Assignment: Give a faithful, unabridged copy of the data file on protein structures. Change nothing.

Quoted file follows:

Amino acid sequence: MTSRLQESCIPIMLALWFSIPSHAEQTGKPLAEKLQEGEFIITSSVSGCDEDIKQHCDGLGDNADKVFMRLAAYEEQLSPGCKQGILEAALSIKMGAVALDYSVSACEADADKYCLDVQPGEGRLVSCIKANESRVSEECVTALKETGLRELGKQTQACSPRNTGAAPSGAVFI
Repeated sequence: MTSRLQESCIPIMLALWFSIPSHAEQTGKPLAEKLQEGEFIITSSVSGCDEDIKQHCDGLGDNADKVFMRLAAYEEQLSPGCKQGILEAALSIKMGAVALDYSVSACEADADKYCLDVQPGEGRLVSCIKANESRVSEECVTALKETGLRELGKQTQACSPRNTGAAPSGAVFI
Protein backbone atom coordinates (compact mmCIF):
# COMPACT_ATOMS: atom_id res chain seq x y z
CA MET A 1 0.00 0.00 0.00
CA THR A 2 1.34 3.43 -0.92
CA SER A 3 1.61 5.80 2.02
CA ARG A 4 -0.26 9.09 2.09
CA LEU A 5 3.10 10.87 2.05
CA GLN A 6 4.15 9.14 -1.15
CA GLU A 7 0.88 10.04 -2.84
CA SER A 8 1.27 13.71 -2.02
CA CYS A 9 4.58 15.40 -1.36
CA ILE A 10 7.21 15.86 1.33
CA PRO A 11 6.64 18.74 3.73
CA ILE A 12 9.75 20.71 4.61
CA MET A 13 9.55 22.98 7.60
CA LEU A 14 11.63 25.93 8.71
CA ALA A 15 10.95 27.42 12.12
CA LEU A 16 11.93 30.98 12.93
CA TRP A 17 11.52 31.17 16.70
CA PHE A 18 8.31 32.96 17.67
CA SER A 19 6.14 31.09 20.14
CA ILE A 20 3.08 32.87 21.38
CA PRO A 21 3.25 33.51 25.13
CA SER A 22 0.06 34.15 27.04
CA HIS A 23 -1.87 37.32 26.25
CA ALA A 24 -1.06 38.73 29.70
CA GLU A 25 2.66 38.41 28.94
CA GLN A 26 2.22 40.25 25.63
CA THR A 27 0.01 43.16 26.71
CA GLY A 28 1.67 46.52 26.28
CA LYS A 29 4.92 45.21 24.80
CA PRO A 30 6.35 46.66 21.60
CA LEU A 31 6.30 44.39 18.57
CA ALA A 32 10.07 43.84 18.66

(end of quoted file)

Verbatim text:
Amino acid sequence: MTSRLQESCIPIMLALWFSIPSHAEQTGKPLAEKLQEGEFIITSSVSGCDEDIKQHCDGLGDNADKVFMRLAAYEEQLSPGCKQGILEAALSIKMGAVALDYSVSACEADADKYCLDVQPGEGRLVSCIKANESRVSEECVTALKETGLRELGKQTQACSPRNTGAAPSGAVFI
Repeated sequence: MTSRLQESCIPIMLALWFSIPSHAEQTGKPLAEKLQEGEFIITSSVSGCDEDIKQHCDGLGDNADKVFMRLAAYEEQLSPGCKQGILEAALSIKMGAVALDYSVSACEADADKYCLDVQPGEGRLVSCIKANESRVSEECVTALKETGLRELGKQTQACSPRNTGAAPSGAVFI
Protein backbone atom coordinates (compact mmCIF):
# COMPACT_ATOMS: atom_id res chain seq x y z
CA MET A 1 0.00 0.00 0.00
CA THR A 2 1.34 3.43 -0.92
CA SER A 3 1.61 5.80 2.02
CA ARG A 4 -0.26 9.09 2.09
CA LEU A 5 3.10 10.87 2.05
CA GLN A 6 4.15 9.14 -1.15
CA GLU A 7 0.88 10.04 -2.84
CA SER A 8 1.27 13.71 -2.02
CA CYS A 9 4.58 15.40 -1.36
CA ILE A 10 7.21 15.86 1.33
CA PRO A 11 6.64 18.74 3.73
CA ILE A 12 9.75 20.71 4.61
CA MET A 13 9.55 22.98 7.60
CA LEU A 14 11.63 25.93 8.71
CA ALA A 15 10.95 27.42 12.12
CA LEU A 16 11.93 30.98 12.93
CA TRP A 17 11.52 31.17 16.70
CA PHE A 18 8.31 32.96 17.67
CA SER A 19 6.14 31.09 20.14
CA ILE A 20 3.08 32.87 21.38
CA PRO A 21 3.25 33.51 25.13
CA SER A 22 0.06 34.15 27.04
CA HIS A 23 -1.87 37.32 26.25
CA ALA A 24 -1.06 38.73 29.70
CA GLU A 25 2.66 38.41 28.94
CA GLN A 26 2.22 40.25 25.63
CA THR A 27 0.01 43.16 26.71
CA GLY A 28 1.67 46.52 26.28
CA LYS A 29 4.92 45.21 24.80
CA PRO A 30 6.35 46.66 21.60
CA LEU A 31 6.30 44.39 18.57
CA ALA A 32 10.07 43.84 18.66